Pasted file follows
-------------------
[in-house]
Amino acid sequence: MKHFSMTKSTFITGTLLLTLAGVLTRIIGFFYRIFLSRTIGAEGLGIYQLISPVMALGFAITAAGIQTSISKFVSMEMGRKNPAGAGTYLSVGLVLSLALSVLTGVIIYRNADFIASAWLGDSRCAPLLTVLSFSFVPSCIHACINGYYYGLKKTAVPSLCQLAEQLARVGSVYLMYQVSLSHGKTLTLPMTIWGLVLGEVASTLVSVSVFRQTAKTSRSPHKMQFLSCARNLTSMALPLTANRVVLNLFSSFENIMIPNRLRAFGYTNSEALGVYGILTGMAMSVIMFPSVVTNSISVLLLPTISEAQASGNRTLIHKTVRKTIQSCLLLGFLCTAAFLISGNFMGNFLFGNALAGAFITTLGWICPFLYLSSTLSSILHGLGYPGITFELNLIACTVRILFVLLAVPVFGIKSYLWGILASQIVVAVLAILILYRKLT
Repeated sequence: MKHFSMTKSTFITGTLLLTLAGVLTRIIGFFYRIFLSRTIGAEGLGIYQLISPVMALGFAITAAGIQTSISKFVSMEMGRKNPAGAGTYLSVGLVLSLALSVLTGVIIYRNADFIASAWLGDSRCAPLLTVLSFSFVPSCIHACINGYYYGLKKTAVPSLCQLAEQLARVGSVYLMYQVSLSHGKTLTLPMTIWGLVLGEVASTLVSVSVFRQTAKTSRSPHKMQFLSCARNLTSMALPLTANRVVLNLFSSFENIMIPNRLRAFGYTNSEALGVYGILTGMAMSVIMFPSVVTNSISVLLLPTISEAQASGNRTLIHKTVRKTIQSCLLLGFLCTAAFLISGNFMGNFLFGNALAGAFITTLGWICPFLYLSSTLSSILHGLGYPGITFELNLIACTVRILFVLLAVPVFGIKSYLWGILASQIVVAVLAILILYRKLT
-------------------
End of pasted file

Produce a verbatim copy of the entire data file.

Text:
[in-house]
Amino acid sequence: MKHFSMTKSTFITGTLLLTLAGVLTRIIGFFYRIFLSRTIGAEGLGIYQLISPVMALGFAITAAGIQTSISKFVSMEMGRKNPAGAGTYLSVGLVLSLALSVLTGVIIYRNADFIASAWLGDSRCAPLLTVLSFSFVPSCIHACINGYYYGLKKTAVPSLCQLAEQLARVGSVYLMYQVSLSHGKTLTLPMTIWGLVLGEVASTLVSVSVFRQTAKTSRSPHKMQFLSCARNLTSMALPLTANRVVLNLFSSFENIMIPNRLRAFGYTNSEALGVYGILTGMAMSVIMFPSVVTNSISVLLLPTISEAQASGNRTLIHKTVRKTIQSCLLLGFLCTAAFLISGNFMGNFLFGNALAGAFITTLGWICPFLYLSSTLSSILHGLGYPGITFELNLIACTVRILFVLLAVPVFGIKSYLWGILASQIVVAVLAILILYRKLT
Repeated sequence: MKHFSMTKSTFITGTLLLTLAGVLTRIIGFFYRIFLSRTIGAEGLGIYQLISPVMALGFAITAAGIQTSISKFVSMEMGRKNPAGAGTYLSVGLVLSLALSVLTGVIIYRNADFIASAWLGDSRCAPLLTVLSFSFVPSCIHACINGYYYGLKKTAVPSLCQLAEQLARVGSVYLMYQVSLSHGKTLTLPMTIWGLVLGEVASTLVSVSVFRQTAKTSRSPHKMQFLSCARNLTSMALPLTANRVVLNLFSSFENIMIPNRLRAFGYTNSEALGVYGILTGMAMSVIMFPSVVTNSISVLLLPTISEAQASGNRTLIHKTVRKTIQSCLLLGFLCTAAFLISGNFMGNFLFGNALAGAFITTLGWICPFLYLSSTLSSILHGLGYPGITFELNLIACTVRILFVLLAVPVFGIKSYLWGILASQIVVAVLAILILYRKLT